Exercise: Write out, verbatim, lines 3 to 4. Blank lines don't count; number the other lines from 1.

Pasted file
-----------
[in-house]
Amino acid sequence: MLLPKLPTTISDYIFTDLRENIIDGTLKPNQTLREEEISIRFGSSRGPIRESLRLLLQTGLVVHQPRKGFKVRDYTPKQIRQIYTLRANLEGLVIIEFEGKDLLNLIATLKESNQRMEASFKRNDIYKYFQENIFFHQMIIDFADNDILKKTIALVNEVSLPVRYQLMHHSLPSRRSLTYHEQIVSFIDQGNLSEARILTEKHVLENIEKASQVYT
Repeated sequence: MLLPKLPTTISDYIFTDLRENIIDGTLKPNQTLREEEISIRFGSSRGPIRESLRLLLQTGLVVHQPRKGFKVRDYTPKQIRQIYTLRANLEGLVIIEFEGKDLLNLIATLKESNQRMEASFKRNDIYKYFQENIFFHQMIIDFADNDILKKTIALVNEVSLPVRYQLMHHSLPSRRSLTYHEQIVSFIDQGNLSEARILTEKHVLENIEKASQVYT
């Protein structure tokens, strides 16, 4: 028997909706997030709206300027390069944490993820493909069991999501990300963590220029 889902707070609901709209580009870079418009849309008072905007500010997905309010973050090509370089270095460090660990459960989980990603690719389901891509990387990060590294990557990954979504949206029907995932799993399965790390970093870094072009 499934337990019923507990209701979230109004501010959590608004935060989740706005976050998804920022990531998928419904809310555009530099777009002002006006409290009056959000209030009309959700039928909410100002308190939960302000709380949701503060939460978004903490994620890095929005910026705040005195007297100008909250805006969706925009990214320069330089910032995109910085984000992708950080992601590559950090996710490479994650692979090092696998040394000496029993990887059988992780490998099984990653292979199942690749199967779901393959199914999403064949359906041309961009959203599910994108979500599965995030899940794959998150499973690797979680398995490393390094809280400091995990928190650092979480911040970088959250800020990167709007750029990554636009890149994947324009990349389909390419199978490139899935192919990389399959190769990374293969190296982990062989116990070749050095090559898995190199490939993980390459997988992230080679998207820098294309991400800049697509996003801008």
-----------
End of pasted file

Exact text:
Repeated sequence: MLLPKLPTTISDYIFTDLRENIIDGTLKPNQTLREEEISIRFGSSRGPIRESLRLLLQTGLVVHQPRKGFKVRDYTPKQIRQIYTLRANLEGLVIIEFEGKDLLNLIATLKESNQRMEASFKRNDIYKYFQENIFFHQMIIDFADNDILKKTIALVNEVSLPVRYQLMHHSLPSRRSLTYHEQIVSFIDQGNLSEARILTEKHVLENIEKASQVYT
């Protein structure tokens, strides 16, 4: 028997909706997030709206300027390069944490993820493909069991999501990300963590220029 889902707070609901709209580009870079418009849309008072905007500010997905309010973050090509370089270095460090660990459960989980990603690719389901891509990387990060590294990557990954979504949206029907995932799993399965790390970093870094072009 499934337990019923507990209701979230109004501010959590608004935060989740706005976050998804920022990531998928419904809310555009530099777009002002006006409290009056959000209030009309959700039928909410100002308190939960302000709380949701503060939460978004903490994620890095929005910026705040005195007297100008909250805006969706925009990214320069330089910032995109910085984000992708950080992601590559950090996710490479994650692979090092696998040394000496029993990887059988992780490998099984990653292979199942690749199967779901393959199914999403064949359906041309961009959203599910994108979500599965995030899940794959998150499973690797979680398995490393390094809280400091995990928190650092979480911040970088959250800020990167709007750029990554636009890149994947324009990349389909390419199978490139899935192919990389399959190769990374293969190296982990062989116990070749050095090559898995190199490939993980390459997988992230080679998207820098294309991400800049697509996003801008």